When you find a puffball mushroom the size of a person's head, word gets out. A friend of mine teaches early American history, specifically folkways and foodways. She's the sort of person for whom Peter Kalm's Travels in North America is essential reading material. When she found out that I had found a puffball, she mentioned that she had been reading a primary source that included a receipt for puffballs, she wanted to know where she could get one. She likes to have samples of medicinal herbs and other material for hands-on demonstrations. Her current curriculum involves a discussion of the use of soapwort (Saponaria officinalis) and lavender (Lavandula angustifolia) in colonial American folk medicine. Please note that she is very careful about stressing that the information she presents is strictly for scholarly purposes and not for actual medicinal use, she underscores this point with an 18th century document that extolled the medicinal properties of mercury.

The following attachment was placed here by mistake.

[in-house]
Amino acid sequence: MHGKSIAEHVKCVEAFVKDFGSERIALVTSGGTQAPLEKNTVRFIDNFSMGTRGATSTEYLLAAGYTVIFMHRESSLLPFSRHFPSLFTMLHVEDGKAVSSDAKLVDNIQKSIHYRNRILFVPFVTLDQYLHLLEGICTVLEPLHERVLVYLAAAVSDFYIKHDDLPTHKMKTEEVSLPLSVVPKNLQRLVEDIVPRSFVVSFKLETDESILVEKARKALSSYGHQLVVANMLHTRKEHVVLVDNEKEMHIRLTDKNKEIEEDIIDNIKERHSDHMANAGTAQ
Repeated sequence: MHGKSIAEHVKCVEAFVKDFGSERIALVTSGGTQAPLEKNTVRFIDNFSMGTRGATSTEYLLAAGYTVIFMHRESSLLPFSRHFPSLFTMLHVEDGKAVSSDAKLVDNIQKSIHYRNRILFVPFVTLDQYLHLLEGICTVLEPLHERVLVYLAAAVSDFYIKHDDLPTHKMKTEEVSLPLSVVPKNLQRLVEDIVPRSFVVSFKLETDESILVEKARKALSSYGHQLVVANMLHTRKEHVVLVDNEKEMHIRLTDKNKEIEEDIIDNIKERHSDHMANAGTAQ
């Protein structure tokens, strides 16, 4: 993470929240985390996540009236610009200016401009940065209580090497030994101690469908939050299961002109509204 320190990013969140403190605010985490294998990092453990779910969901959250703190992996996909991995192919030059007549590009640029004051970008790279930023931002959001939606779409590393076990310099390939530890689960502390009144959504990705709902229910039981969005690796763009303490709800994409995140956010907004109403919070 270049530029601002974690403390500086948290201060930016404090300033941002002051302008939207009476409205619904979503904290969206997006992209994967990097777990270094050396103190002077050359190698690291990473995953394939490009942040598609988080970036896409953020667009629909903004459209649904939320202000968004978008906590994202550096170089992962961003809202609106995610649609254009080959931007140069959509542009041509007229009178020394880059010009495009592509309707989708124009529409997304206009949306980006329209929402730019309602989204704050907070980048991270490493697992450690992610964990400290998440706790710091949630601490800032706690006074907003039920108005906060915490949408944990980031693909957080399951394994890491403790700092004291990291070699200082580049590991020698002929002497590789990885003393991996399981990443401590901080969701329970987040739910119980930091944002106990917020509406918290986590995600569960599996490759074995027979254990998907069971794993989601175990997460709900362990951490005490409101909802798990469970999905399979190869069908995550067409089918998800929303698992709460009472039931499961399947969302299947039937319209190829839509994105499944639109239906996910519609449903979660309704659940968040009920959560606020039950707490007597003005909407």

As luck would have it, I knew of the location of a second puffball bigger than my fist, approximately the size of a softball. I grabbed this second puffball and gave it to her so she could use it in her lessons. I also tracked down an article in the Journal of Ethnobiology listing Native American medicinal uses for puffballs. She's a scholarly type, so she'll track down additional sources for puffball information.
I have to confess that I didn't give up this fungus without a slight pang, but as someone who believes in the sanctity of learning (I swore an oath in this regard), I had to do so. There's a third puffball in the vicinity, another large one, with a deeply cracked surface, but I'm going to leave that one alone so it can spread its billions of spores. While I didn't swear a sustainability oath, it's something that I sincerely believe in... I'm not so greedy I'd spite my future self.